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Surgical wound irrigation: A call for evidence-based standardization of practice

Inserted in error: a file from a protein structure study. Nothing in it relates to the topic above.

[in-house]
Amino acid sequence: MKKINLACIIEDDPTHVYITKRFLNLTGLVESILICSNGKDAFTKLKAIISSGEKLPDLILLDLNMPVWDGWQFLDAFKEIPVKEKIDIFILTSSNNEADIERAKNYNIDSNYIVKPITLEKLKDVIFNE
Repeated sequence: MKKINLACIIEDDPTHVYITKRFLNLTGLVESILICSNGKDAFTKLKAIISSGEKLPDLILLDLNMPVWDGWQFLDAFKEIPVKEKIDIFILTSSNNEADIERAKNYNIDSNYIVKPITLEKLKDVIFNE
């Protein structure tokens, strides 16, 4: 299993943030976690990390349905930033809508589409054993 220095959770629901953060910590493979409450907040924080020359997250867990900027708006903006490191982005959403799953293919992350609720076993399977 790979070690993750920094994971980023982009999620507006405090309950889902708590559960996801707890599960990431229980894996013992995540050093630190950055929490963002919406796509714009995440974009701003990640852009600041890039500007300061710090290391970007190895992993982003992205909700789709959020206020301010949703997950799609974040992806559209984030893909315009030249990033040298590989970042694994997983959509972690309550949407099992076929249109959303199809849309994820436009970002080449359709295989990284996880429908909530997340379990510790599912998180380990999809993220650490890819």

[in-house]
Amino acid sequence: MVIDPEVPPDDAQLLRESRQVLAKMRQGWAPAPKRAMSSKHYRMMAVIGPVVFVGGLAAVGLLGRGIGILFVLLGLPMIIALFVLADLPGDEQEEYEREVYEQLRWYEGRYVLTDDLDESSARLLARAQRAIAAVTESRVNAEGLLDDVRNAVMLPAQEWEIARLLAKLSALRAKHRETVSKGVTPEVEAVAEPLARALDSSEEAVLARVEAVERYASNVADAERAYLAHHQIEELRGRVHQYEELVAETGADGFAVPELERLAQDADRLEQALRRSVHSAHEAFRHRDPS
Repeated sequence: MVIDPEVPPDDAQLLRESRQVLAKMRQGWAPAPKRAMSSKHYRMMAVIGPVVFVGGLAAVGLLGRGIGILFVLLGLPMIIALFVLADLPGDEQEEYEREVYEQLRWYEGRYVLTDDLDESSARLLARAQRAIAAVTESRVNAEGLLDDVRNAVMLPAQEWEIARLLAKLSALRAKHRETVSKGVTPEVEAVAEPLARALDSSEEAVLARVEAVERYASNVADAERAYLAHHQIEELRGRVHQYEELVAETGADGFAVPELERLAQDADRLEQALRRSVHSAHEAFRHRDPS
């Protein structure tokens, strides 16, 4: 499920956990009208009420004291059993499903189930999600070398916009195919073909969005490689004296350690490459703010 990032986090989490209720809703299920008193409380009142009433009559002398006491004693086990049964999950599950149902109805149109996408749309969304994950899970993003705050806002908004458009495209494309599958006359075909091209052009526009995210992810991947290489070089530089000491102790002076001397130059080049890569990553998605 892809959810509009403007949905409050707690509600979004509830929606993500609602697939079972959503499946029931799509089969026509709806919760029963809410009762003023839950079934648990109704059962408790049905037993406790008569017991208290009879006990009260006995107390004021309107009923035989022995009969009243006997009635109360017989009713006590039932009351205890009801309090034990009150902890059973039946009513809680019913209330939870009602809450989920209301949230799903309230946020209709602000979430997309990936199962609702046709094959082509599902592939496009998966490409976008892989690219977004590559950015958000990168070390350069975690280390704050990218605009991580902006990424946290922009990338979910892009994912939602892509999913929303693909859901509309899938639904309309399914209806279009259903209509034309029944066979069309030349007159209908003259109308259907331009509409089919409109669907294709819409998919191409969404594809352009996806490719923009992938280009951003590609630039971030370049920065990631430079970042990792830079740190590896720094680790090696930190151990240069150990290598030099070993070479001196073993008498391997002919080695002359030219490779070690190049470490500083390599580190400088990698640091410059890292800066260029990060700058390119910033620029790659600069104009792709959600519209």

Surgical wound irrigation has long been debated as a potentially critical intraoperative measure taken to prevent the development of surgical site infection (SSI). Unlike many other SSI prevention efforts, there are no official practice guidelines or recommendations from any major medical group for the practice of surgical irrigation. As a result, practitioner implementation of the 3 major irrigation variables (delivery method, volume, and solution additives) can differ significantly. A focus group of key thought leaders in infection prevention and epidemiology convened recently to address the implications of different surgical irrigation practices. They identified an urgent need for well-designed clinical trials investigating surgical irrigation practices, improved collaboration between surgical personnel and infection preventionists, and examination of existing evidence to standardize irrigation practices. The group agreed that current published data are sufficient to support the elimination of antibiotic solutions for surgical irrigation; the avoidance of surfactants for surgical irrigation; and the use of sterile normal saline, sterile water, and 1 medical device containing a sterile 0.05% chlorhexidine gluconate solution followed by sterile saline. Given the current lack of sufficient evidence identifying ideal delivery method and volume choices, expert opinion must be relied on to guide best practice.

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